Inspirational Filmmakers of the Future
10th October 2017

From Morris Men to a premiership referee, the subjects for the 14th annual screening of new films by members of the Abingdon Film Unit (AFU) were as diverse as they were fascinating. The screening of 11 new films took place at Abingdon School and reflected a bumper year in terms of the range of projects undertaken by the Unit and its alumni.

The AFU enables students aged 13 to 18 to make their own short films under the guidance of a team of industry professionals assembled by a renowned documentary maker, the late Michael Grigsby. The AFU’s students are predominantly from Abingdon School but some come from other senior schools.

Of the 11 new films screened, several took their inspiration from the local community including a touching portrait of the Abingdon Morris Men, a look at the quirky atmosphere of a board games café in Oxford and an uplifting account of Abingdon resident Graham Scott's progress from youth team goalie to top Premiership football referee. A particularly thought-provoking piece was a film made by three Abingdon School students in support of Sobell House, a facility for terminally ill patients based at the Churchill Hospital in Oxford.

The AFU filmmakers also looked beyond their immediate environments for stories that engaged with the wider world. These included a strikingly topical look at the anxieties of residents on the Winstanley Estate in Battersea as they face a period of regeneration driven by architects and town planners, and a hand-drawn animation that tackled Brexit via the unlikely setting of a flower bed and a municipal park bench. The final film of the evening told the epic story of one Abingdon School student’s great, great grandfather Arthur Bonsey and his brave work as a missionary in China at the end of the 19th century.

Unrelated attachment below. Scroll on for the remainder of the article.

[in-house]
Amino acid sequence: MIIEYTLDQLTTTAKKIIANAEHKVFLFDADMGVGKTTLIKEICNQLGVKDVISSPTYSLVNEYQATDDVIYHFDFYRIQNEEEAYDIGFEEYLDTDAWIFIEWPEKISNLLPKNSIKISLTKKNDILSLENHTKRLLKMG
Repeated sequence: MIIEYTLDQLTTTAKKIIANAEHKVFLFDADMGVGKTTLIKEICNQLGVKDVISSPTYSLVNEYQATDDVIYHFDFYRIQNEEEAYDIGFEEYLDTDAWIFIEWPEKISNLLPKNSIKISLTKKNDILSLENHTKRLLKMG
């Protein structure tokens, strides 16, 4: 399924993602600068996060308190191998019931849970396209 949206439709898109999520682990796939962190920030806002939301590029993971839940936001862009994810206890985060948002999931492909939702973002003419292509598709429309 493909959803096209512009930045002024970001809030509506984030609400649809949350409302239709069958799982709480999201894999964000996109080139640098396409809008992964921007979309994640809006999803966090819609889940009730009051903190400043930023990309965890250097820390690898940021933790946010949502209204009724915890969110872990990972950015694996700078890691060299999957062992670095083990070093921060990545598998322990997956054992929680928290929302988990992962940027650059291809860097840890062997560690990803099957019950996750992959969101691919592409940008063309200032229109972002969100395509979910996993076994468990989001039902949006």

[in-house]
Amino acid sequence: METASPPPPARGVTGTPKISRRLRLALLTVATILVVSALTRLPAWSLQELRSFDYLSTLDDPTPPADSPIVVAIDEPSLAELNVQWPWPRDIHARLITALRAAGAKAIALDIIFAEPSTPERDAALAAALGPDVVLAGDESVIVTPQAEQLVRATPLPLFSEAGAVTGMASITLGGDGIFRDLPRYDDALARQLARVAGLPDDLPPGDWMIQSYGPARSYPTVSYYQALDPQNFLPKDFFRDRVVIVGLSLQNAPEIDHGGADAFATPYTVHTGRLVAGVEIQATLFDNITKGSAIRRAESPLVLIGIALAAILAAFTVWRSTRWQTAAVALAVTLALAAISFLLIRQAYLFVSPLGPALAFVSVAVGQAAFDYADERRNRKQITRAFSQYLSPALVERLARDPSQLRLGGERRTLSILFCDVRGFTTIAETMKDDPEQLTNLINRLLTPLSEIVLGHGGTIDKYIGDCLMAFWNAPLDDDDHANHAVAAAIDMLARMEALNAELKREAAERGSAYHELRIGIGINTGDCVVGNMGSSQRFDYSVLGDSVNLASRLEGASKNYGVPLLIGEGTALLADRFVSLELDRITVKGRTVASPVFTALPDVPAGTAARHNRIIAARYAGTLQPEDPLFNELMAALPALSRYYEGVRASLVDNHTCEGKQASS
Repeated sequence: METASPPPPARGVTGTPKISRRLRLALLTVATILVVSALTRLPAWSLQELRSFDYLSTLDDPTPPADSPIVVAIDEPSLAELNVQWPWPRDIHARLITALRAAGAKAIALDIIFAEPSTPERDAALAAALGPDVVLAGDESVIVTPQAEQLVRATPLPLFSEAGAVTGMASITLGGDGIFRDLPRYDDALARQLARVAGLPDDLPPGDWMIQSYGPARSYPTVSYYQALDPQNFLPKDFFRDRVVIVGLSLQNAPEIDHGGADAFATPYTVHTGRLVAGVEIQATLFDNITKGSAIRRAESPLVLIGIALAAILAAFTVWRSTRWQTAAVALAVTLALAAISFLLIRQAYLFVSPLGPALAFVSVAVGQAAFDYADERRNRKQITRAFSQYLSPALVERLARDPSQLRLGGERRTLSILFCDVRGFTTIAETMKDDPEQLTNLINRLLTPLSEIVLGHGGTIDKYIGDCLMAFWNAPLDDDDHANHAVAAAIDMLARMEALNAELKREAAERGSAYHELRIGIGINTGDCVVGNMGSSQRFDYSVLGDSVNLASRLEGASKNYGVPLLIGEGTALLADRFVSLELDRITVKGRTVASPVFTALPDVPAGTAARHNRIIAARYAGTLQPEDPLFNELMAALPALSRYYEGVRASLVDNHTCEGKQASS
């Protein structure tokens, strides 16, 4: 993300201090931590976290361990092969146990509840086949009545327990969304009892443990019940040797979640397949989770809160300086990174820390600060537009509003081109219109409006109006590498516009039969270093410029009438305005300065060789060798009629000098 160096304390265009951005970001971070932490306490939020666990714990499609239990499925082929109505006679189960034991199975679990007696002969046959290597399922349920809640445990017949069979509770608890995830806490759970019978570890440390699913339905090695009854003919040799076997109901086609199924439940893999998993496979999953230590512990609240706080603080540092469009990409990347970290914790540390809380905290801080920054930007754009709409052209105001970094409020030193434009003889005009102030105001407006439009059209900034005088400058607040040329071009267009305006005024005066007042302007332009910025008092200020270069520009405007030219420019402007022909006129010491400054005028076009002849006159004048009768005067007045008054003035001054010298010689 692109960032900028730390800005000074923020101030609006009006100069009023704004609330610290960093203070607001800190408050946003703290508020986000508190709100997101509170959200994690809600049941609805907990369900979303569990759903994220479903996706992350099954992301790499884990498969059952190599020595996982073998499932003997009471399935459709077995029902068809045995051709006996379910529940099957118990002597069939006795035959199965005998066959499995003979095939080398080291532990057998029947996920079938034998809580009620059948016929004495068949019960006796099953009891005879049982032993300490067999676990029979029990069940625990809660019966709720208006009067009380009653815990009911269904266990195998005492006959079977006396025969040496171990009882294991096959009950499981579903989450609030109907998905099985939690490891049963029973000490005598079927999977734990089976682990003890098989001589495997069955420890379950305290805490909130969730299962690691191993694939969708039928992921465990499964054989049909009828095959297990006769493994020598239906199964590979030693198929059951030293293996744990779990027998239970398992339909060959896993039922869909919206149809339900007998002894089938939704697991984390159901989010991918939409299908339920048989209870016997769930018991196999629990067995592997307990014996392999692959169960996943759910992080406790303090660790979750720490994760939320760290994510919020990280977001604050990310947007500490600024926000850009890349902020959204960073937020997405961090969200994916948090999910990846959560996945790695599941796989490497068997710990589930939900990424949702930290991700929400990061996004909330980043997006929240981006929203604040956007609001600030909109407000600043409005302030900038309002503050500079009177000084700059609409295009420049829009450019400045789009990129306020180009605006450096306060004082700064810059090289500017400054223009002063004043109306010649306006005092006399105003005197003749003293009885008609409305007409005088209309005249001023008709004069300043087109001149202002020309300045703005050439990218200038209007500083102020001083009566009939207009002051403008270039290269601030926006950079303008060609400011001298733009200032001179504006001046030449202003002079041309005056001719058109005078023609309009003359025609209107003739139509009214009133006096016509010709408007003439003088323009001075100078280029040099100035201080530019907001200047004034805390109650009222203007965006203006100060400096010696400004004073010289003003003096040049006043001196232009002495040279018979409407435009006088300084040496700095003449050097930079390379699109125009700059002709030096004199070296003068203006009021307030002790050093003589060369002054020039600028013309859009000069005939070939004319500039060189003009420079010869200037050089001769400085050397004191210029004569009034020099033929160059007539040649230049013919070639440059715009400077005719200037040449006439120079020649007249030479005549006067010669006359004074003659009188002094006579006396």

Jeremy Taylor, Director of Drama at Abingdon and in charge of the Film Unit, congratulated all the young filmmakers saying, “Making a film is a very significant challenge for anyone, let alone a relatively young person. It requires a wide range of attributes, including tenacity and patience. Anyone who successfully completes that challenge has not only learned things about filmmaking, but about themselves.”

The Michael Grigsby Young Filmmaker Awards went to two students, Harry Buchan, for his film about the Winstanley Estate, and to Joe Bradley for the film about his great, great grandfather’s missionary work.

Joe said, “It's always a nervous experience, watching your film in the company of others, but I was really pleased to see it connect with the audience at the screening on Saturday. To win an award was a fantastic surprise, especially since my film is quite a personal, family story. I know Mike Grigsby's amazing reputation, and it's an honour to win an award in his name.

Harry added, “Getting the award is like all your work is being recognised, sure you have a film, but it's the award that shows everyone that you have something special”.

To date, the AFU has produced nearly 150 films, many of which have won a number of awards and been screened at festivals in America, France, Sweden, Hong Kong and throughout the UK. Festivals include Raindance, the London International Documentary Festival and the BFI’s Future Film Festival. Awards include Best Documentary, Best Fiction and Best Animation at the Future Film Festival in London, and the National Young Filmmaker’s Award at the Leeds Student Film Festival. In addition, an AFU film, Gravel and Stones, achieved a commercial dvd release in France. AFU members have made films in Cambodia, Moldova, China and Hong Kong.

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